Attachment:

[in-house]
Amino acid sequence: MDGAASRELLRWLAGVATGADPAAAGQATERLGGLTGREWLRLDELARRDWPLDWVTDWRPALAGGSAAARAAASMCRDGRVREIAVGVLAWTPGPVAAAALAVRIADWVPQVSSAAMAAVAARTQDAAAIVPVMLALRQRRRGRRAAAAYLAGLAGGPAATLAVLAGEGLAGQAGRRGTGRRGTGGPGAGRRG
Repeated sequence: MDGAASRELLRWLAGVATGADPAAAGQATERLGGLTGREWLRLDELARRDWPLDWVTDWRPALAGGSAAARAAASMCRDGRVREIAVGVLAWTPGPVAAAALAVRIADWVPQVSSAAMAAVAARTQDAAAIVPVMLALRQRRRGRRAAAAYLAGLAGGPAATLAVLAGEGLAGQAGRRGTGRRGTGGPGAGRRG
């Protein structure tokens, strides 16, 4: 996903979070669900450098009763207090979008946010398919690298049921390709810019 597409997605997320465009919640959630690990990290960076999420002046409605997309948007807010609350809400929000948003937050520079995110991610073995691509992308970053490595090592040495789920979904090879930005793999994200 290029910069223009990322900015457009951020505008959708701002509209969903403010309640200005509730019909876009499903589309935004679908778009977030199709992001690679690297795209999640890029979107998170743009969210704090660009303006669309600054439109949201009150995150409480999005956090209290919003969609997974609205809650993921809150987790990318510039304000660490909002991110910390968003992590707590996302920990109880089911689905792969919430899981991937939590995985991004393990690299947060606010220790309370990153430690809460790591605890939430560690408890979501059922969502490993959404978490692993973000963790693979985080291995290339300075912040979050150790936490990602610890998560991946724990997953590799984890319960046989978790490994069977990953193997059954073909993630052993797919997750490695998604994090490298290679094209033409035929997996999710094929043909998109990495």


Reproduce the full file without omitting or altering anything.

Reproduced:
[in-house]
Amino acid sequence: MDGAASRELLRWLAGVATGADPAAAGQATERLGGLTGREWLRLDELARRDWPLDWVTDWRPALAGGSAAARAAASMCRDGRVREIAVGVLAWTPGPVAAAALAVRIADWVPQVSSAAMAAVAARTQDAAAIVPVMLALRQRRRGRRAAAAYLAGLAGGPAATLAVLAGEGLAGQAGRRGTGRRGTGGPGAGRRG
Repeated sequence: MDGAASRELLRWLAGVATGADPAAAGQATERLGGLTGREWLRLDELARRDWPLDWVTDWRPALAGGSAAARAAASMCRDGRVREIAVGVLAWTPGPVAAAALAVRIADWVPQVSSAAMAAVAARTQDAAAIVPVMLALRQRRRGRRAAAAYLAGLAGGPAATLAVLAGEGLAGQAGRRGTGRRGTGGPGAGRRG
């Protein structure tokens, strides 16, 4: 996903979070669900450098009763207090979008946010398919690298049921390709810019 597409997605997320465009919640959630690990990290960076999420002046409605997309948007807010609350809400929000948003937050520079995110991610073995691509992308970053490595090592040495789920979904090879930005793999994200 290029910069223009990322900015457009951020505008959708701002509209969903403010309640200005509730019909876009499903589309935004679908778009977030199709992001690679690297795209999640890029979107998170743009969210704090660009303006669309600054439109949201009150995150409480999005956090209290919003969609997974609205809650993921809150987790990318510039304000660490909002991110910390968003992590707590996302920990109880089911689905792969919430899981991937939590995985991004393990690299947060606010220790309370990153430690809460790591605890939430560690408890979501059922969502490993959404978490692993973000963790693979985080291995290339300075912040979050150790936490990602610890998560991946724990997953590799984890319960046989978790490994069977990953193997059954073909993630052993797919997750490695998604994090490298290679094209033409035929997996999710094929043909998109990495």